Publications by authors named "Laura A Vella"

24 Publications

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Deep immune profiling of MIS-C demonstrates marked but transient immune activation compared to adult and pediatric COVID-19.

Sci Immunol 2021 03;6(57)

Institute for Immunology, University of Pennsylvania Perelman School of Medicine, Philadelphia, PA, 19104, USA.

Pediatric COVID-19 following SARS-CoV-2 infection is associated with fewer hospitalizations and often milder disease than in adults. A subset of children, however, present with Multisystem Inflammatory Syndrome in Children (MIS-C) that can lead to vascular complications and shock, but rarely death. The immune features of MIS-C compared to pediatric COVID-19 or adult disease remain poorly understood. We analyzed peripheral blood immune responses in hospitalized SARS-CoV-2 infected pediatric patients (pediatric COVID-19) and patients with MIS-C. MIS-C patients had patterns of T cell-biased lymphopenia and T cell activation similar to severely ill adults, and all patients with MIS-C had SARS-CoV-2 spike-specific antibodies at admission. A distinct feature of MIS-C patients was robust activation of vascular patrolling CX3CR1+ CD8+ T cells that correlated with the use of vasoactive medication. Finally, whereas pediatric COVID-19 patients with acute respiratory distress syndrome (ARDS) had sustained immune activation, MIS-C patients displayed clinical improvement over time, concomitant with decreasing immune activation. Thus, non-MIS-C versus MIS-C SARS-CoV-2 associated illnesses are characterized by divergent immune signatures that are temporally distinct from one another and implicate CD8+ T cells in the clinical presentation and trajectory of MIS-C.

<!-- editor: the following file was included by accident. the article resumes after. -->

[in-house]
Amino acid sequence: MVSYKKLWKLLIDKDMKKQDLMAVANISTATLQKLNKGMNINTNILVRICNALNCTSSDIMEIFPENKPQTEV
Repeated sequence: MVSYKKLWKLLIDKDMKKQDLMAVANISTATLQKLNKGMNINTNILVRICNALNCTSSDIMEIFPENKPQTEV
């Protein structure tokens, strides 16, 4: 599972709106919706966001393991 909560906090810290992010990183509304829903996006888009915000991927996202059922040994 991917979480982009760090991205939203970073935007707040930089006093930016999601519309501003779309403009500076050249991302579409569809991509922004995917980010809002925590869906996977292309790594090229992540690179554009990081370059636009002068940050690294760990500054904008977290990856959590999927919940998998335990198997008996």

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http://dx.doi.org/10.1126/sciimmunol.abf7570DOI Listing
March 2021

Seasonal human coronavirus antibodies are boosted upon SARS-CoV-2 infection but not associated with protection.

Cell 2021 04 9;184(7):1858-1864.e10. Epub 2021 Feb 9.

Department of Microbiology, Perelman School of Medicine, University of Pennsylvania, Philadelphia, PA 19104, USA. Electronic address:

Severe acute respiratory syndrome coronavirus 2 (SARS-CoV-2) has rapidly spread within the human population. Although SARS-CoV-2 is a novel coronavirus, most humans had been previously exposed to other antigenically distinct common seasonal human coronaviruses (hCoVs) before the coronavirus disease 2019 (COVID-19) pandemic. Here, we quantified levels of SARS-CoV-2-reactive antibodies and hCoV-reactive antibodies in serum samples collected from 431 humans before the COVID-19 pandemic. We then quantified pre-pandemic antibody levels in serum from a separate cohort of 251 individuals who became PCR-confirmed infected with SARS-CoV-2. Finally, we longitudinally measured hCoV and SARS-CoV-2 antibodies in the serum of hospitalized COVID-19 patients. Our studies indicate that most individuals possessed hCoV-reactive antibodies before the COVID-19 pandemic. We determined that ∼20% of these individuals possessed non-neutralizing antibodies that cross-reacted with SARS-CoV-2 spike and nucleocapsid proteins. These antibodies were not associated with protection against SARS-CoV-2 infections or hospitalizations, but they were boosted upon SARS-CoV-2 infection.